Much of Jane Campion’s work (The Piano, 1993; the thankfully rediscovered In the Cut, 2003) has opened a Pandora’s box of sexual desire in search of shape and outlet, but The Power of the Dog at first seems set on diminishing true selves. A shamefaced Rose dives into depressive drinking – a tad precipitously in Campion’s screenplay – while Peter looks destined to become an outcast with his stalking about and vivisection studies. (Thomasin McKenzie’s vanishingly small role as a kitchen servant includes getting an unfortunate glimpse of Peter’s ex-pet bunny.)

But as Phil childishly acts out about his brother actually growing up, he’s also slowly self-destructing in his own fashion. With a suggestiveness more direct than earlier forays into the mythic West, the film orchestrates another kind of archetype in Phil: a man desperately trying to tamp down his sexuality by putting up a rough front to all around him. Cumberbatch summons Lee Marvin’s brash magnetic voice in creating a cowboy who’s know-it-all yet deeply confused, as he idolises an old friend, Bronco Henry, who was so perfect and manly it hurts.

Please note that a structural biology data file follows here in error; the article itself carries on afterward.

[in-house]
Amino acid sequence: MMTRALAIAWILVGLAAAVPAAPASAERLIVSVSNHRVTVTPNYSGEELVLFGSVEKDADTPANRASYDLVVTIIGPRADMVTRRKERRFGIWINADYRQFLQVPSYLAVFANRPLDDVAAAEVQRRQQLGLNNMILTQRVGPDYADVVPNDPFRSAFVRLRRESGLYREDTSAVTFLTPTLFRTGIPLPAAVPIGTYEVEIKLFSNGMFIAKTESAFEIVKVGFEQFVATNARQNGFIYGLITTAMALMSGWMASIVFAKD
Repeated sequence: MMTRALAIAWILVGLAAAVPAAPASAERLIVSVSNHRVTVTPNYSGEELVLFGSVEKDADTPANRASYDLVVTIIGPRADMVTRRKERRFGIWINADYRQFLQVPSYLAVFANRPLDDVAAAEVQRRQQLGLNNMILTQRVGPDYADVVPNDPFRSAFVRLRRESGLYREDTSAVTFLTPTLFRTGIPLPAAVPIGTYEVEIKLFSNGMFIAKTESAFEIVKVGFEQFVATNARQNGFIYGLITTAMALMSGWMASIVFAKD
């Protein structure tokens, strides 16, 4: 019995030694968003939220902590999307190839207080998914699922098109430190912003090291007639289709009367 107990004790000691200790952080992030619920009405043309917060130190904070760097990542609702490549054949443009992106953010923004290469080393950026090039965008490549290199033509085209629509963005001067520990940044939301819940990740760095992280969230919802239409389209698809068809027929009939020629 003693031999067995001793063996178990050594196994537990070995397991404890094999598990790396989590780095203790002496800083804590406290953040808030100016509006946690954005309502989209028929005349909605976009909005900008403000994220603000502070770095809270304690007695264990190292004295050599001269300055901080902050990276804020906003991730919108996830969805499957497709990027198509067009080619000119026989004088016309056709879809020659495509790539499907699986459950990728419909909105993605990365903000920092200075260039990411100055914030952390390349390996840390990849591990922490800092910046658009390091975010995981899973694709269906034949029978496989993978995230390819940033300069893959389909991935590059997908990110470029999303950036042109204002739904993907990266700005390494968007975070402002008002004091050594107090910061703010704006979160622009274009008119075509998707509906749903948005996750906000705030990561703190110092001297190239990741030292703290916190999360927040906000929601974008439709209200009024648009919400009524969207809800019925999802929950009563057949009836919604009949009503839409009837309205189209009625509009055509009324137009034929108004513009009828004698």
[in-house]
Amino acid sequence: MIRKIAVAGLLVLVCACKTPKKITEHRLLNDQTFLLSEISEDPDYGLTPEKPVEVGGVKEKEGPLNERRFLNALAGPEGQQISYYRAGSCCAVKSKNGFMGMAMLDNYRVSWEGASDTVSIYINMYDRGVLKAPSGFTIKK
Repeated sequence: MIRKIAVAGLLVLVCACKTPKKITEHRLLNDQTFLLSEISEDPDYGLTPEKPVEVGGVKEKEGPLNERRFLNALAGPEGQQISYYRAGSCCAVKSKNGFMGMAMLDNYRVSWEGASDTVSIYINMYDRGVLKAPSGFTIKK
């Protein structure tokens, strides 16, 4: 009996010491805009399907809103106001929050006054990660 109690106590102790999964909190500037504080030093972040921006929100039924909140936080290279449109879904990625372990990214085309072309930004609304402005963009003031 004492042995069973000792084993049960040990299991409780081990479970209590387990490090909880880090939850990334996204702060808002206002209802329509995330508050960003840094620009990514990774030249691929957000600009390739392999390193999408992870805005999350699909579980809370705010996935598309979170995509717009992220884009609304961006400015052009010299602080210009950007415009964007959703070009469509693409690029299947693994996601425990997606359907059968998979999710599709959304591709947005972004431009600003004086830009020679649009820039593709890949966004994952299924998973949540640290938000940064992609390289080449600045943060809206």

The camera lingers on Phil rubbing down Bronco’s saddle, and communing with his memories with a bath in his Lawrentian secret place, a pond behind a thicket. Elsewhere Campion dots the film with earthy close-ups or hard edits (blood droplets on wheat, cattle castration); actual human touch is used sparingly and powerfully.

Where it all ends up feels at once cathartic and surprising, a denouement readable as lurid poetic justice and profound tragedy (our ears somehow pricked along the way by the odd high horns in Jonny Greenwood’s score). Palpably curious about this environment, Campion again perches us on an edge of civilisation, as in The Piano (indeed, a piano proves central to Rose’s struggles), one that is more secure yet stricken with its own unresolved tensions and violence.

An early interior pan, tracking the world outside the Burbanks’ house through its windows, is echoed later on in a way that underlines how Campion has drawn out the instability at the heart of the American West’s handed-down myths of projected authority and all-consuming (yet often weirdly chaste) machismo. While the resolution of The Power of the Dog puts a lid on things in a way many past Campion movies don’t, it’s a most welcome return to feature-filmmaking for her after two seasons of Top of the Lake arcs.